Being active in the community, both through online and face to face avenues, promotes engagement and opens the door for employment opportunities. Expressing an opinion around topics demonstrates a keen interest and passion for the sector that is attractive to employers.



James agreed with this, challenging those wishing to take their career in a certain direction to write something for publication. This, he explained, helps people stand out from the crowd.



James: “For employers, the small things around personal branding and standing out from the crowd, are critical.”


The Emergence of Non-Traditional Career Path

As Sabah had previously expressed, hospitality is an industry that does not always have a clear career path. As this industry has been rocked by the Covid-19 pandemic, James shared that this sector may be forever altered and raised the questions of what support will be needed for those looking at what is next in their career? What resources, skills and experience will be beneficial for starting a career in a changed hospitality sector?



Session attendee Laura, spoke of her curiosity as to what roles she could undertake out of the operations side of hospitality. She shared that a possible strategy may be trying different jobs to find a niche position. She also shared a focus on networking and her desire to work in a sustainability based role.



Anuja, however spoke of the possible avenue of education. During the pandemic she explained that many people within her network have seen this time as a prime opportunity to gain further education and training to be in a more advantageous position when the industry reopens.



Patrick suggested seeing the situation with a different approach. He suggested focusing on a key area of interest and finding ways that area fits into the hospitality sector. He suggested the technology industry as one potential area that those wishing to pursue a non-traditional hospitality career path could focus on.



James agreed with this, echoing the technology industry as a sector that is a great transition from traditional hotel roles. He suggested that even for those wishing to work in the traditional hotel sector, pursuing a role in the technology industry may be a positive career move during the pandemic.



Sabah explained that she and many others within the sector have struggled to map out a career path as the hospitality sector does not have the vertical career paths of many other industries. She posited that a way to combat this issue is to focus on an area of interest and to expand job searches beyond the confines of traditional hospitality roles. She suggested that it would be beneficial for hotel schools to also raise awareness of non-operational and non-traditional hotel career paths.



While James agreed that there is no straightforward path, he suggested that mentors could help mentees discover potential career options. He also explained that the industry is always changing and it is likely that there is going to be new roles in new areas opening within the hospitality sector.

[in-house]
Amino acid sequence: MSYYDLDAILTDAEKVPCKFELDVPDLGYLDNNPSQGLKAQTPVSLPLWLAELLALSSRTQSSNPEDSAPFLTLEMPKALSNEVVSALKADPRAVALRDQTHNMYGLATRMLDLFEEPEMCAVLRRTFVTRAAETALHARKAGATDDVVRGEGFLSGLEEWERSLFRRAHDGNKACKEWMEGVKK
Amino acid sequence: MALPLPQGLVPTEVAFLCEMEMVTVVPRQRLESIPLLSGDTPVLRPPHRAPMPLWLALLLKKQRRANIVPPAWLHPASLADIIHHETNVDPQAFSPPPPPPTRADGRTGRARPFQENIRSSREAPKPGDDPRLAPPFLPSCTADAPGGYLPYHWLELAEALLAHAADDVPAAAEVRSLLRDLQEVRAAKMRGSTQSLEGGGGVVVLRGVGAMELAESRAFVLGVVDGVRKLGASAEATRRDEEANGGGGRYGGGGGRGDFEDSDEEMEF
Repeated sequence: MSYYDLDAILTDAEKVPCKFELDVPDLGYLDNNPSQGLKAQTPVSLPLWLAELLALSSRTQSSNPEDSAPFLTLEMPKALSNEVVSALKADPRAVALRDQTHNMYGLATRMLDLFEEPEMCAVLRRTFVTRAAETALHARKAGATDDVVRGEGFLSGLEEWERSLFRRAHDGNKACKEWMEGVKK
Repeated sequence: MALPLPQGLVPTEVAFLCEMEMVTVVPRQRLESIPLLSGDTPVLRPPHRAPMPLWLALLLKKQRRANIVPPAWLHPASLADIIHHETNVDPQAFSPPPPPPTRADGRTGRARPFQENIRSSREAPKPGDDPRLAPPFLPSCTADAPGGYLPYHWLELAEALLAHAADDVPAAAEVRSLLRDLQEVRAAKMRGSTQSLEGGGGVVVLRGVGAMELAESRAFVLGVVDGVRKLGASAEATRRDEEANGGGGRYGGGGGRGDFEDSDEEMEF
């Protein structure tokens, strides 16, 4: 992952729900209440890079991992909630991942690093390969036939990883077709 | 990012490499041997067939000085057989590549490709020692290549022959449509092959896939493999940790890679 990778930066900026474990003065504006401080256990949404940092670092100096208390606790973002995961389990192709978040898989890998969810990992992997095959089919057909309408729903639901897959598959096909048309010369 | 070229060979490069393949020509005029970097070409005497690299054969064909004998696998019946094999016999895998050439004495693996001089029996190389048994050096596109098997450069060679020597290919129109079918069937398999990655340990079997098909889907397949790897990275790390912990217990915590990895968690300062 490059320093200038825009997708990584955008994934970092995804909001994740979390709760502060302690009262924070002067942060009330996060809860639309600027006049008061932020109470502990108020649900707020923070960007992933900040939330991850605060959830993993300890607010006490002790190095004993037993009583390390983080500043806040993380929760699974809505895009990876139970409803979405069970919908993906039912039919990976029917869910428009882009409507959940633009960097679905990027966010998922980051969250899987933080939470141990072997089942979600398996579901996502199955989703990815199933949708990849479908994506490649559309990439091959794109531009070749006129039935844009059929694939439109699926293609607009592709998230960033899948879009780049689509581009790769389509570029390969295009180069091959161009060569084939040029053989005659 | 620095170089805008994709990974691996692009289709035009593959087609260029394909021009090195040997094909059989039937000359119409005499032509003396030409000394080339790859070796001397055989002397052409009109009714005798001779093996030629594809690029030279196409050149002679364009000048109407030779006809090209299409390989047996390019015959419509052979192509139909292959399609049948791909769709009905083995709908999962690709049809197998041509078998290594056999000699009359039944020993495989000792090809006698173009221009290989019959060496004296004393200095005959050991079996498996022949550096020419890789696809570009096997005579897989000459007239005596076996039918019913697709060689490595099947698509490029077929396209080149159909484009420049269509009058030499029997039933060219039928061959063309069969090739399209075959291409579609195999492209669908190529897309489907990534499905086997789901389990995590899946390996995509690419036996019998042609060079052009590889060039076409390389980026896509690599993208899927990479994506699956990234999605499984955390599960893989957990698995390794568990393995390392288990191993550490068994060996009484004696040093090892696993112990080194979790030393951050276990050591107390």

Patrick agreed with this idea, expressing the importance of sharing and creating content and knowledge in an interest area to grow as an industry leader


Adopting a New Way of Thinking

Both Patrick and Laura spoke of adopting a new way of thinking to thrive in a changed hospitality industry. This was a concept that Angelo also emphasised the importance of and the idea of challenging the status quo is something that his organisation embraces.



Angelo:We move forward because we don’t accept anything as it was before. Nothing in this world is as it was before, so this I think is a great opportunity to challenge the status quo.”



James then posed the question of what role does mentoring play in this new hospitality environment?



Anuja shared that having a mentor provides the opportunity to see a different perspective on situations and challenges. Mentorship creates a valuable human connection and a wealth of experience for those early in their careers.



While Laura emphasised the importance of asking the right questions to mentors, she also spoke of the value of learning from the experience of a mentor and the benefit of having someone to discuss ideas with, particularly in an uncertain industry.



For Sabah, having a mentor provides the opportunity to gain career support and learn from the experience of others, this she explained, helps her to create her own career path in the industry.



Sabah: “Having a mentor helps to see the directions you can go in and ways to achieve what you want, through mentors sharing their experience as to how they got from where they were to where they are.”


You can watch the full version of the discussion by clicking here.

Sign up here to join our community to broaden your network, gain expert insight and participate in the debate.